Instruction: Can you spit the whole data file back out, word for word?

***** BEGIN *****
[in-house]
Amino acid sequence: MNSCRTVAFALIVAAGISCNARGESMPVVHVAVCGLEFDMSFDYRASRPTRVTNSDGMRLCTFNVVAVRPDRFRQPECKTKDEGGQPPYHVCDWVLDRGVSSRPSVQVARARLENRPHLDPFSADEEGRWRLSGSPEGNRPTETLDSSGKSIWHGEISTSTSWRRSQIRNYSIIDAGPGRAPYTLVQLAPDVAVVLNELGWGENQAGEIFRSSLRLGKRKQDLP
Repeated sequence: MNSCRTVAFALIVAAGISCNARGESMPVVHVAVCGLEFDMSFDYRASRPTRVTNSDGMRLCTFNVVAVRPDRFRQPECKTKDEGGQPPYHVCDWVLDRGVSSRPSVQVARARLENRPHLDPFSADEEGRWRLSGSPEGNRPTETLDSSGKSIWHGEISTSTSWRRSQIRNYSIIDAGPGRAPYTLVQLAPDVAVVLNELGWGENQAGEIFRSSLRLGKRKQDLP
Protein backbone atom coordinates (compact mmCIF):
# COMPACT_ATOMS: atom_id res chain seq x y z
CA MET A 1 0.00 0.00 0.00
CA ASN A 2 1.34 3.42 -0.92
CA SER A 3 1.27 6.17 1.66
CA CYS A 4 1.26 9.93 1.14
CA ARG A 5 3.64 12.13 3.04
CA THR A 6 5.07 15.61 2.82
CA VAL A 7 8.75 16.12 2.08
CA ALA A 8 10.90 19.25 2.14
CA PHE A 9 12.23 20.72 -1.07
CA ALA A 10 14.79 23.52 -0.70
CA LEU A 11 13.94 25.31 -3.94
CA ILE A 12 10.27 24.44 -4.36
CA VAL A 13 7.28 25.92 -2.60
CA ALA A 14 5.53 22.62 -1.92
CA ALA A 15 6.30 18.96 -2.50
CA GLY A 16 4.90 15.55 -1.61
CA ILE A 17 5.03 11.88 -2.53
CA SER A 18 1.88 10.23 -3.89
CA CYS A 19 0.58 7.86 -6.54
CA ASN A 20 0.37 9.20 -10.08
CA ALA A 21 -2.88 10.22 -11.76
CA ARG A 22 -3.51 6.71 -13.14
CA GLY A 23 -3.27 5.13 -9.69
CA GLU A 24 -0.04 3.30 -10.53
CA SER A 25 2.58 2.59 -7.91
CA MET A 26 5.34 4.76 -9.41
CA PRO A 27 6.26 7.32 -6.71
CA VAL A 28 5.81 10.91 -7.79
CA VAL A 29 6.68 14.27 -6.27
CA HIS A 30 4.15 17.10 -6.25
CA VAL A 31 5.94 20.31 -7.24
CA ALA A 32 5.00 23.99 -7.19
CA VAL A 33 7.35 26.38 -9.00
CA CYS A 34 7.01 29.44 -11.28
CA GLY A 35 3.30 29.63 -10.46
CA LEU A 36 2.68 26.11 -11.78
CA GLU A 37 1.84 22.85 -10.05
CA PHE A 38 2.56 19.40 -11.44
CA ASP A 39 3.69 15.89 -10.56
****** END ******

[in-house]
Amino acid sequence: MNSCRTVAFALIVAAGISCNARGESMPVVHVAVCGLEFDMSFDYRASRPTRVTNSDGMRLCTFNVVAVRPDRFRQPECKTKDEGGQPPYHVCDWVLDRGVSSRPSVQVARARLENRPHLDPFSADEEGRWRLSGSPEGNRPTETLDSSGKSIWHGEISTSTSWRRSQIRNYSIIDAGPGRAPYTLVQLAPDVAVVLNELGWGENQAGEIFRSSLRLGKRKQDLP
Repeated sequence: MNSCRTVAFALIVAAGISCNARGESMPVVHVAVCGLEFDMSFDYRASRPTRVTNSDGMRLCTFNVVAVRPDRFRQPECKTKDEGGQPPYHVCDWVLDRGVSSRPSVQVARARLENRPHLDPFSADEEGRWRLSGSPEGNRPTETLDSSGKSIWHGEISTSTSWRRSQIRNYSIIDAGPGRAPYTLVQLAPDVAVVLNELGWGENQAGEIFRSSLRLGKRKQDLP
Protein backbone atom coordinates (compact mmCIF):
# COMPACT_ATOMS: atom_id res chain seq x y z
CA MET A 1 0.00 0.00 0.00
CA ASN A 2 1.34 3.42 -0.92
CA SER A 3 1.27 6.17 1.66
CA CYS A 4 1.26 9.93 1.14
CA ARG A 5 3.64 12.13 3.04
CA THR A 6 5.07 15.61 2.82
CA VAL A 7 8.75 16.12 2.08
CA ALA A 8 10.90 19.25 2.14
CA PHE A 9 12.23 20.72 -1.07
CA ALA A 10 14.79 23.52 -0.70
CA LEU A 11 13.94 25.31 -3.94
CA ILE A 12 10.27 24.44 -4.36
CA VAL A 13 7.28 25.92 -2.60
CA ALA A 14 5.53 22.62 -1.92
CA ALA A 15 6.30 18.96 -2.50
CA GLY A 16 4.90 15.55 -1.61
CA ILE A 17 5.03 11.88 -2.53
CA SER A 18 1.88 10.23 -3.89
CA CYS A 19 0.58 7.86 -6.54
CA ASN A 20 0.37 9.20 -10.08
CA ALA A 21 -2.88 10.22 -11.76
CA ARG A 22 -3.51 6.71 -13.14
CA GLY A 23 -3.27 5.13 -9.69
CA GLU A 24 -0.04 3.30 -10.53
CA SER A 25 2.58 2.59 -7.91
CA MET A 26 5.34 4.76 -9.41
CA PRO A 27 6.26 7.32 -6.71
CA VAL A 28 5.81 10.91 -7.79
CA VAL A 29 6.68 14.27 -6.27
CA HIS A 30 4.15 17.10 -6.25
CA VAL A 31 5.94 20.31 -7.24
CA ALA A 32 5.00 23.99 -7.19
CA VAL A 33 7.35 26.38 -9.00
CA CYS A 34 7.01 29.44 -11.28
CA GLY A 35 3.30 29.63 -10.46
CA LEU A 36 2.68 26.11 -11.78
CA GLU A 37 1.84 22.85 -10.05
CA PHE A 38 2.56 19.40 -11.44
CA ASP A 39 3.69 15.89 -10.56